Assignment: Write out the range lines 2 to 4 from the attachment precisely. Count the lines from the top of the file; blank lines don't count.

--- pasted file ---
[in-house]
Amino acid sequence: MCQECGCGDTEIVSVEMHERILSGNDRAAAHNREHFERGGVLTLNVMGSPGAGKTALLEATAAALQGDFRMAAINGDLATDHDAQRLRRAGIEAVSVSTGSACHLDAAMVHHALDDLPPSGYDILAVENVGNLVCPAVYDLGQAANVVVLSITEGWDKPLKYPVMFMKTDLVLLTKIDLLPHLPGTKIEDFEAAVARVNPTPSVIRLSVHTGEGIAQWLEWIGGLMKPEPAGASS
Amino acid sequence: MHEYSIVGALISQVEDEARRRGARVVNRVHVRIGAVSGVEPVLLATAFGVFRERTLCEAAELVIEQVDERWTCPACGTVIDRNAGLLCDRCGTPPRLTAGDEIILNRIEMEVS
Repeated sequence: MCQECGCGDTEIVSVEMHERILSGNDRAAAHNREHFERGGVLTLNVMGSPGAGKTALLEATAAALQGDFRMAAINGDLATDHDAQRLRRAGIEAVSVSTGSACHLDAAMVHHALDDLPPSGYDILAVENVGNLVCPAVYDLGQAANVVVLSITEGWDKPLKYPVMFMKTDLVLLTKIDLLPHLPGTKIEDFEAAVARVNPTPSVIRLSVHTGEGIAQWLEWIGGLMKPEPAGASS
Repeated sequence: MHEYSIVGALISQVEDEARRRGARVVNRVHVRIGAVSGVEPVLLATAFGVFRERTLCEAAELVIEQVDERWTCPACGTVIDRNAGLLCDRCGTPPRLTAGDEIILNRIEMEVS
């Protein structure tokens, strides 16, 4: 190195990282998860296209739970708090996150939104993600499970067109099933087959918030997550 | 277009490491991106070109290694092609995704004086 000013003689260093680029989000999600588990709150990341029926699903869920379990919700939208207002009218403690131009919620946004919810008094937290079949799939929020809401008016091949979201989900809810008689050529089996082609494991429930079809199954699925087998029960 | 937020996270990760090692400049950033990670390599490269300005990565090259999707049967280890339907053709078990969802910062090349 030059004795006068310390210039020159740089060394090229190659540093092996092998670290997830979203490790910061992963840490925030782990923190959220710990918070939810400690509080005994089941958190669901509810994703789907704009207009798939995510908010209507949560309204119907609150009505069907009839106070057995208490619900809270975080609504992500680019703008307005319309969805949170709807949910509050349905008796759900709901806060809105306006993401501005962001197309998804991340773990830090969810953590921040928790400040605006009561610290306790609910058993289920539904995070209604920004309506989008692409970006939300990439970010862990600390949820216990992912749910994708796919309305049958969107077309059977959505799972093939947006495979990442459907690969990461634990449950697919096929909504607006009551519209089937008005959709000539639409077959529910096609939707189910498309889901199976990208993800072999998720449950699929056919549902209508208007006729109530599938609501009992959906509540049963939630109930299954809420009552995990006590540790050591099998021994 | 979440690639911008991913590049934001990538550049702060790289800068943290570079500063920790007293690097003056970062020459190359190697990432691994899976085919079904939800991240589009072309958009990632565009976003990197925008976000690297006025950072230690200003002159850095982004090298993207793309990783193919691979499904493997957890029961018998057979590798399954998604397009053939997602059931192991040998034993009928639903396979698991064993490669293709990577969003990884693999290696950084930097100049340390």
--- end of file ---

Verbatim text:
Amino acid sequence: MCQECGCGDTEIVSVEMHERILSGNDRAAAHNREHFERGGVLTLNVMGSPGAGKTALLEATAAALQGDFRMAAINGDLATDHDAQRLRRAGIEAVSVSTGSACHLDAAMVHHALDDLPPSGYDILAVENVGNLVCPAVYDLGQAANVVVLSITEGWDKPLKYPVMFMKTDLVLLTKIDLLPHLPGTKIEDFEAAVARVNPTPSVIRLSVHTGEGIAQWLEWIGGLMKPEPAGASS
Amino acid sequence: MHEYSIVGALISQVEDEARRRGARVVNRVHVRIGAVSGVEPVLLATAFGVFRERTLCEAAELVIEQVDERWTCPACGTVIDRNAGLLCDRCGTPPRLTAGDEIILNRIEMEVS
Repeated sequence: MCQECGCGDTEIVSVEMHERILSGNDRAAAHNREHFERGGVLTLNVMGSPGAGKTALLEATAAALQGDFRMAAINGDLATDHDAQRLRRAGIEAVSVSTGSACHLDAAMVHHALDDLPPSGYDILAVENVGNLVCPAVYDLGQAANVVVLSITEGWDKPLKYPVMFMKTDLVLLTKIDLLPHLPGTKIEDFEAAVARVNPTPSVIRLSVHTGEGIAQWLEWIGGLMKPEPAGASS